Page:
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Photo of Justin Yopp, PhD
Justin Yopp, PhD
Photo of Cindy Rogers
Cindy Rogers, JD

On April 26th, 2023 the Parenting with Clinic opened in the N.C. Basnight Cancer Hospital. This clinic is led by UNC Lineberger’s Justin Yopp, PhD and Cindy Rogers, JD, and serves patients who have minor children. The clinic’s mission is to assist parents in supporting and communicating with their children about cancer and to guide them through the legal matters that come along with their illness.

For more insight into the clinic, we interviewed Justin Yopp and Cindy Rogers. (The responses were jointly prepared by Yopp and Rogers).

Can you give us some background on the Parenting with Cancer Clinic and how the idea came to light? 

The Parenting with Cancer Clinic is for every patient at UNC who is being treated for cancer and has children 17 years of age or younger.  Parents with cancer face unique challenges when it comes to promoting the coping and well-being of their children now and in the future.  Broadly, our aim is to offer support and guidance as they navigate their families through a really challenging time.

In the clinic, we meet with parents at any point along their illness continuum, beginning at diagnosis.  The idea for the clinic actually started late last year after we were each asked to meet with a young mother who was hospitalized on the ICU.  This patient was nearing the end of her life and wanted guidance on how to share this with her children and what legal steps she could take to secure their future.  It’s not unusual for one or both of us to be consulted to see patients in this situation who are seeking help with emotional and practical matters.  A common request is preparation of a testamentary will and documents relating to the guardianship of children, which is something this mother wanted done.  Unfortunately, her health deteriorated rapidly.  Despite every effort to engage a lawyer to prepare legal documents, she lost consciousness before they could be signed.  While she was able to have some conversations with her children before she died, these were minimal and not all that they could have been.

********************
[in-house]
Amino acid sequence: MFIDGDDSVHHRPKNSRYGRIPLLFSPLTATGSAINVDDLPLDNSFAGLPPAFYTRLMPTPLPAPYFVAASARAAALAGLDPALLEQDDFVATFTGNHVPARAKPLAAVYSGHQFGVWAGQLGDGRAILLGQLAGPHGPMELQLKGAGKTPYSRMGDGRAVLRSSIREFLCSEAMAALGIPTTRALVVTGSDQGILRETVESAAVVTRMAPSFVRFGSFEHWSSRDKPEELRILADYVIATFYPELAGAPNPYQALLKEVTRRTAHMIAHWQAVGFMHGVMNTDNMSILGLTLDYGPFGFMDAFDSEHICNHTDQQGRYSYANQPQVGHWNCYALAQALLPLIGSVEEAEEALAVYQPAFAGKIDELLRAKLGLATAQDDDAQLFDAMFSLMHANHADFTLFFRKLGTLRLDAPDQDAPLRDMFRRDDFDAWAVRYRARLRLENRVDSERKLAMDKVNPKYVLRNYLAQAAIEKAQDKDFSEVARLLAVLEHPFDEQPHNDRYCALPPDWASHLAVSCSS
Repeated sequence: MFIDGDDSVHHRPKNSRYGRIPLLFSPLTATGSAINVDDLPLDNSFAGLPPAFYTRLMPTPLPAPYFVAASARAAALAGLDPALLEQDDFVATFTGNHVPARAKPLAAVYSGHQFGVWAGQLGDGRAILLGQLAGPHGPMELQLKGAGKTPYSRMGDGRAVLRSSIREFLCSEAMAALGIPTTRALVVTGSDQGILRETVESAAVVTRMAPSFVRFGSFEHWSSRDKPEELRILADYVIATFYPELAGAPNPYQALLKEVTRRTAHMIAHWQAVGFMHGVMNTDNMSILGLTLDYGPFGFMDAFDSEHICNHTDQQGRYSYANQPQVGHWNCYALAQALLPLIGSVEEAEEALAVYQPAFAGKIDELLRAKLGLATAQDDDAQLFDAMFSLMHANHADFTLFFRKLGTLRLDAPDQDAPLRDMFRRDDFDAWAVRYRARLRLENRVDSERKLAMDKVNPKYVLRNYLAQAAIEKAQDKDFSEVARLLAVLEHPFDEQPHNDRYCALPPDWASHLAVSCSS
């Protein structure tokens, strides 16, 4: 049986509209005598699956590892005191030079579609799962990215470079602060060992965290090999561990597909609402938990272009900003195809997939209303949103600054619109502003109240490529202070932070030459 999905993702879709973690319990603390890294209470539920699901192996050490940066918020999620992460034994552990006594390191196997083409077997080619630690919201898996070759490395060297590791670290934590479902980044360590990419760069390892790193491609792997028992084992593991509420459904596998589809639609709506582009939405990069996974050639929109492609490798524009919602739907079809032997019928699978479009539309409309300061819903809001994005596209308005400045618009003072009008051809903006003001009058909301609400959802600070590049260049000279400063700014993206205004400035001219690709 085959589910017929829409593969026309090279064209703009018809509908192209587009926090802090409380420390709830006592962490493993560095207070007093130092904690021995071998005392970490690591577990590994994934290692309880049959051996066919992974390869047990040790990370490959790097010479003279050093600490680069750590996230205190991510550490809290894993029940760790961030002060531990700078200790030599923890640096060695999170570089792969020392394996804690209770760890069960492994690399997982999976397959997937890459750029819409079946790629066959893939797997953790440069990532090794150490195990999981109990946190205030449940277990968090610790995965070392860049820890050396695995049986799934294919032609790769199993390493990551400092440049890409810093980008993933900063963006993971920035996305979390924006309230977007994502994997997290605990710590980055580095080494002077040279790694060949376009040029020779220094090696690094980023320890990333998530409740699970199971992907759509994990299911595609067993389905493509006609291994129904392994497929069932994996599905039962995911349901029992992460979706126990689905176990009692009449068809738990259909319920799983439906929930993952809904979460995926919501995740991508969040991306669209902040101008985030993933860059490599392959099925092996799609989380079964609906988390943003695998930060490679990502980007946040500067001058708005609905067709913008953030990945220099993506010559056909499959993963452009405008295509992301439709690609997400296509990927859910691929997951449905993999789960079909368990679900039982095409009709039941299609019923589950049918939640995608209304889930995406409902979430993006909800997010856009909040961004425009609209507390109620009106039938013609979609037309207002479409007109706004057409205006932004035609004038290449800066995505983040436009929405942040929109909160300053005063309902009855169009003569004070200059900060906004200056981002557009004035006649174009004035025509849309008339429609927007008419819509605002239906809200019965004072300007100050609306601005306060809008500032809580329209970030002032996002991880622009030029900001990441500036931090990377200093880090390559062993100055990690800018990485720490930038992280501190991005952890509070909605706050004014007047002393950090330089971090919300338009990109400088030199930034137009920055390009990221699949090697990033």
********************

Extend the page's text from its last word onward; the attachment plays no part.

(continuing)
This experience made clear how hurried conversations and legal documents prepared in haste at the bedside are far from ideal.  It also motivated us to create the Parenting with Cancer clinic so we could better meet the needs of these families.  We do want to re-emphasize here that the clinic is for all parents with cancer, and not just ones who may have especially challenging prognoses.

What are the main goals of the clinic and what are you hoping its impact will be? 

The clinic offers a dedicated time and space for thoughtful and meaningful conversations with parents to address two broad aims: 1) to provide tools to communicate with their children about their illness and treatment, and to offer guidance to assist in navigating their family through a challenging time, and 2) discuss with parents the potential importance of preparing documents that plan for the care of their family now and in the future, and to connect them with community resources as appropriate.

Our patients have all the same complicated family relationships as anyone, only with the added stress of cancer that can create urgency to get family relationships and legal affairs in order.  Families come in all different shapes and sizes, and their needs vary greatly.  In the Parenting with Cancer Clinic, we help families begin thinking about their unique needs and goals, assist in evaluating which services will help them meet those goals, and to begin this process early in a patient’s cancer experience so they can make careful and thoughtful decisions.